Best of friends
An illustrated biography recounting the friendship between Buckminster Fuller and Isamu Noguchi, two exceptional and important figures of 20th-century art and architecture.
Best of Friends is an informal, close-up biography of the friendship between Buckminster Fuller (1895—1983) and Isamu Noguchi (1904—1988). Author Shoji Sadao, who was a friend and business partner to both, chronicles the deep and abiding respect, affection, and support they had for one other. Fuller’s development of his Dymaxion Map, Geodesic geometry, and the Dymaxion Car are discussed in detail as are Noguchi’s multi-faceted career as sculptor, landscape architect, industrial designer, and dance set designer, an artist without borders who challenged the artificial opposition between the fine and applied arts. Sadao’s role as partner to both offered him privileged access to details unavailable to others.
Influences on their work are noted, significant projects are described and illustrated, and pertinent quotes are cited, all contributing to a warm and intimate illustrated narrative that documents the exceptional relationship between these two great twentieth-century artists.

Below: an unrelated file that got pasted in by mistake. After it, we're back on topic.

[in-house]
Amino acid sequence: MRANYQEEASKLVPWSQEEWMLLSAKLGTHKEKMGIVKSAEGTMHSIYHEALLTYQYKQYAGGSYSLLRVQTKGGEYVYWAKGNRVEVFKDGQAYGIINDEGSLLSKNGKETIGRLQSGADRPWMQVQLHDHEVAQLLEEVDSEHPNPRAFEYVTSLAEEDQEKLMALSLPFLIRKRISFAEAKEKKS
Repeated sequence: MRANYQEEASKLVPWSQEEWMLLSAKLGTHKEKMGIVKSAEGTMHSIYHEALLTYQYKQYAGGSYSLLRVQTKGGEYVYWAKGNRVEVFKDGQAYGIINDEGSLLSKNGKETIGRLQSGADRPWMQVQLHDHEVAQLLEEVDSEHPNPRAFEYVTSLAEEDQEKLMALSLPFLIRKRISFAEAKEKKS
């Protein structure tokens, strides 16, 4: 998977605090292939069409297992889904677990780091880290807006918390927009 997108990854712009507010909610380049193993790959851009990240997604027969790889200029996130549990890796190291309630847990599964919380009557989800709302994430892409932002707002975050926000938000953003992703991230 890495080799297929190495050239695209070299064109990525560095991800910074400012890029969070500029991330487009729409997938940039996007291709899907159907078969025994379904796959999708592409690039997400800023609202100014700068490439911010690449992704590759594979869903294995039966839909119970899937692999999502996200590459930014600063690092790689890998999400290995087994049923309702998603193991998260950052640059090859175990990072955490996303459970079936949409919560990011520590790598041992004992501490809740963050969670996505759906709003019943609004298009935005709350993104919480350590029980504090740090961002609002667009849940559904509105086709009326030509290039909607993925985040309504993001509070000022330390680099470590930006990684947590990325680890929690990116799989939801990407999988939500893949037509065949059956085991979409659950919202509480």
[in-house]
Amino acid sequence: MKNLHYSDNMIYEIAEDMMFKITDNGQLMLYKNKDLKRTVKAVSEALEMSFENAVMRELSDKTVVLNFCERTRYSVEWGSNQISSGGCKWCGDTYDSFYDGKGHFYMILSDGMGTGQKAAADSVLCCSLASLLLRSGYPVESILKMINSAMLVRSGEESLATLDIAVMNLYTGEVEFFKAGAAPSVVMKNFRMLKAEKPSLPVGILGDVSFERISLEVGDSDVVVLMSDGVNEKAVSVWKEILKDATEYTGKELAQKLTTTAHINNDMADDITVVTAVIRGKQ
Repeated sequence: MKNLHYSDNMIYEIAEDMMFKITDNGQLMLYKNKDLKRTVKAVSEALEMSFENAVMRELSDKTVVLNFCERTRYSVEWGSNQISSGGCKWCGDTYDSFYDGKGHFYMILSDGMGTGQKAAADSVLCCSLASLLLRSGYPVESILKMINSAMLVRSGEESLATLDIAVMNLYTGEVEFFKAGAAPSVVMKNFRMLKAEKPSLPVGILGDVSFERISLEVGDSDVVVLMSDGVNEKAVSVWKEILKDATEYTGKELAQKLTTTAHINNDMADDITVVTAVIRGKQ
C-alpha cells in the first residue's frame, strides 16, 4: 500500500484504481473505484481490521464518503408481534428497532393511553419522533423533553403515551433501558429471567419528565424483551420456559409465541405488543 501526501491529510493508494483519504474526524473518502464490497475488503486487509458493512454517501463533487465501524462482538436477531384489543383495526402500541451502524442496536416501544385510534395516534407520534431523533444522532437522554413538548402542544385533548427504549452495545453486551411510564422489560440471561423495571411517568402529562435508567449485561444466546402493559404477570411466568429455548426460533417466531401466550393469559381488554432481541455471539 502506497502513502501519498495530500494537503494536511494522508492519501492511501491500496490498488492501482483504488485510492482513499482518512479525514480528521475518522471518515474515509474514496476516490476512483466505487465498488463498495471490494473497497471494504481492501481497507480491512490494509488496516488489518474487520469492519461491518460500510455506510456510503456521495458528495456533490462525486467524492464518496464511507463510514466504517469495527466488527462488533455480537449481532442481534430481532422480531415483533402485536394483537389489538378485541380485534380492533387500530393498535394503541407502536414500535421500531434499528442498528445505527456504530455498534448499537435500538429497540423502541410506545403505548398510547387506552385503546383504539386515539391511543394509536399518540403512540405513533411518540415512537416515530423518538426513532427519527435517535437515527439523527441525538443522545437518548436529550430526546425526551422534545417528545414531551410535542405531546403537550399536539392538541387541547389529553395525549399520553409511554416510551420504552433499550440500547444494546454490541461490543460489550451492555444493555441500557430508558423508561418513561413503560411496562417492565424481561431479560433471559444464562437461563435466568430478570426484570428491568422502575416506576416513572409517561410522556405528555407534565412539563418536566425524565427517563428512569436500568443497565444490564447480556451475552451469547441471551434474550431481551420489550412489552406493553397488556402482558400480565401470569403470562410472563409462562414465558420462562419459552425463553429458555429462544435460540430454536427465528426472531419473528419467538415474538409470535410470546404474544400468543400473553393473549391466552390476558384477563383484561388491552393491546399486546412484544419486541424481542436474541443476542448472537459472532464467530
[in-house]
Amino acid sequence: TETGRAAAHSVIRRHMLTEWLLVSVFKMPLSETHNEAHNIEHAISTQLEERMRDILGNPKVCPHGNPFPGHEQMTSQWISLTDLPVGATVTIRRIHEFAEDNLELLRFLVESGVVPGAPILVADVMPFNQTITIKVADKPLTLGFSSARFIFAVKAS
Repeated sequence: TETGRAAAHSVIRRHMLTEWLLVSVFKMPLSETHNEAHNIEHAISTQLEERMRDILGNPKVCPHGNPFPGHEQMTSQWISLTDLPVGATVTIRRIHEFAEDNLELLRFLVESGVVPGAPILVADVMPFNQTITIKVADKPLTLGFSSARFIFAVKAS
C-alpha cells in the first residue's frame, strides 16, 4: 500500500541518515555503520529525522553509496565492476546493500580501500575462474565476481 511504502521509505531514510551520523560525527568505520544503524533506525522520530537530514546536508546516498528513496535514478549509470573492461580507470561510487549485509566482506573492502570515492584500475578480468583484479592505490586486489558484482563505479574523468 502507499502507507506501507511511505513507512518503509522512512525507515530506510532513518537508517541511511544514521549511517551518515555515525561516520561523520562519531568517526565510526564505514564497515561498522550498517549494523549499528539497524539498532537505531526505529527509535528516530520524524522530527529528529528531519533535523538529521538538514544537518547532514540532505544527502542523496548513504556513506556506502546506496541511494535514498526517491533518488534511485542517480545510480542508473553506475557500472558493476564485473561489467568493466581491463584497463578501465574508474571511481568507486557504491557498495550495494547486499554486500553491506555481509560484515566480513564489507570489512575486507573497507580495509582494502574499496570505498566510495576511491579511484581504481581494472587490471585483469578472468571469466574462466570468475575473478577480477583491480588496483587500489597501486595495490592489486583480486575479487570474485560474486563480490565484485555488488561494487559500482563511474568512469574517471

Shoji Sadao is an architect who collaborated with both R. Buckminster Fuller and Isamu Noguchi on many major projects. He met Fuller while studying architecture at Cornell University, and Fuller introduced him to Noguchi. Sadao began working with Fuller in 1954, and in 1965 formed Fuller and Sadao, P.C., whose first project was the large geodesic dome for the U.S. Pavilion at EXPO 67 in Montreal. Sadao began working with Noguchi on garden and landscape projects in the 1960s, and in 1971 formed Noguchi Fountain and Plaza, Inc., which completed the sculptor’s Philip A. Hart Plaza and Horace E. Dodge and Son Memorial fountain in Detroit. In addition to collaborating with Noguchi on public sculpture and garden projects, Sadao worked closely with the artist on the production and distribution of Akari, and on the design, construction and installation of the Noguchi Museum in Long Island City, New York. He was Executive Director of the Isamu Noguchi foundation, Inc. from 1991 to 2003.